Éowyn

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This article is about The Lord of the Rings character. For the alternative rock band, see Éowyn (band).
Éowyn
Tolkien's legendarium character
Aliases Dernhelm
Race Men
Book(s) The Two Towers (1954)
The Return of the King (1955)

Éowyn is a fictional character in J. R. R. Tolkien's legendarium, who appears in his most famous work, The Lord of the Rings. She is a noblewoman of Rohan who is described as a shieldmaiden.

Literature[edit]

In The Two Towers, Éowyn, a daughter of the House of Eorl and the niece of King Théoden, is introduced in Meduseld, the king's hall at Edoras.[1] She was the daughter of Théodwyn (sister to Théoden) and Éomund, and the sister of Éomer. When she was only seven years old, her father was killed fighting Orcs and her mother died of grief. Éowyn and Éomer were raised in her uncle's household as if they were his own children.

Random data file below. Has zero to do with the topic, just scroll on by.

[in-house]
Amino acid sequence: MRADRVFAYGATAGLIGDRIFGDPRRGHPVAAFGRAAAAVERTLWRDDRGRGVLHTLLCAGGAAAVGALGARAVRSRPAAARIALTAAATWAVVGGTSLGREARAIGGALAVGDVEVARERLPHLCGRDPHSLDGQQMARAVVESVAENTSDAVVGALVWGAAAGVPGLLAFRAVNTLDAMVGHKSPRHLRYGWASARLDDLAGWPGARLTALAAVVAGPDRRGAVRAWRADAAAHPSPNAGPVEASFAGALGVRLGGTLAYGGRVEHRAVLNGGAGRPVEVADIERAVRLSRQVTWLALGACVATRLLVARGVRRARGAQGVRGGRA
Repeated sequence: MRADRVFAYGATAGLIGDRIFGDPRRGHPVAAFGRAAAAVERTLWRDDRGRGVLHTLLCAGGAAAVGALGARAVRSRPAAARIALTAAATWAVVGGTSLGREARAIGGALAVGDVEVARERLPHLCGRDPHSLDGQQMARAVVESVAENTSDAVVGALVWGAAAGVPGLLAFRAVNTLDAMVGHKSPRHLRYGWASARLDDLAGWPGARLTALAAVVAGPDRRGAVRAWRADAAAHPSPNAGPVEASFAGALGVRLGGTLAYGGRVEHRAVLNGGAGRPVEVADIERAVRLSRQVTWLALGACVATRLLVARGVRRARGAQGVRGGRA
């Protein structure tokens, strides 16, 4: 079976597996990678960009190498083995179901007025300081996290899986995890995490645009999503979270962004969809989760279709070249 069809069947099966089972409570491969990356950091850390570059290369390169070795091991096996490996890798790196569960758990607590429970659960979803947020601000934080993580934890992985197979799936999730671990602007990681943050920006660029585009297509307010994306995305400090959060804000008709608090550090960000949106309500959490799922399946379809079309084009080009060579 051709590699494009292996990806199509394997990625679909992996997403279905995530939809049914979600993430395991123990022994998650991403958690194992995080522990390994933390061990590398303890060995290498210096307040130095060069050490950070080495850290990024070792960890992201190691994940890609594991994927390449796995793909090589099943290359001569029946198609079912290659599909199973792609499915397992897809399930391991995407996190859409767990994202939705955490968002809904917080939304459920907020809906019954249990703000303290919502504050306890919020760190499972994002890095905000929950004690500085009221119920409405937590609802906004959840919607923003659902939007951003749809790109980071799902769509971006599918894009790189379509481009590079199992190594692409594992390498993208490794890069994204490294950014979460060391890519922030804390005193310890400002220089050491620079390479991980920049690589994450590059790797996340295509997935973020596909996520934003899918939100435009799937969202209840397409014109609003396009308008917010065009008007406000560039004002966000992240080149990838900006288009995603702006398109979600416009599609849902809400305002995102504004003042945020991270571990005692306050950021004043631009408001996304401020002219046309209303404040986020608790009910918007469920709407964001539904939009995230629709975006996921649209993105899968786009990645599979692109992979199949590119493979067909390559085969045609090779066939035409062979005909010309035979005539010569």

Tolkien writes that she longed to win renown in battle—especially since she was royal—but being female, her duties were reckoned to be at Edoras.[2] When Théoden's mind was poisoned by his adviser Gríma Wormtongue, Éowyn was obliged to care for her uncle, and his deterioration pained her deeply. To make matters worse, she was constantly harassed by Gríma, who lusted after her. However, when Gandalf arrived, he freed Théoden from Wormtongue's influence.

Éowyn fell in love with Aragorn, but it soon became clear that he could not return her love (though he did not mention his betrothal to Arwen, except by indirect allusion), and would not allow her to join him in going to war.[3] As Aragorn pointed out,[3] her duty was with her people; she had to shoulder the responsibility of ruling Rohan in Théoden's stead when the war-host of Rohan went to war,[1] a duty he deemed no less valiant.[3] Likening her situation to a "cage", Éowyn said she feared

"...[t]o stay behind bars, until use and old age accept them, and all chance of great deeds is gone beyond recall or desire."[3]

In Return of the King, she disguised herself as a man and under the alias of Dernhelm, travelled with the Riders of Rohan to the Battle of the Pelennor Fields outside the White City of Minas Tirith in Gondor, carrying with her Merry Brandybuck, who had also been ordered to remain behind, on her horse Windfola.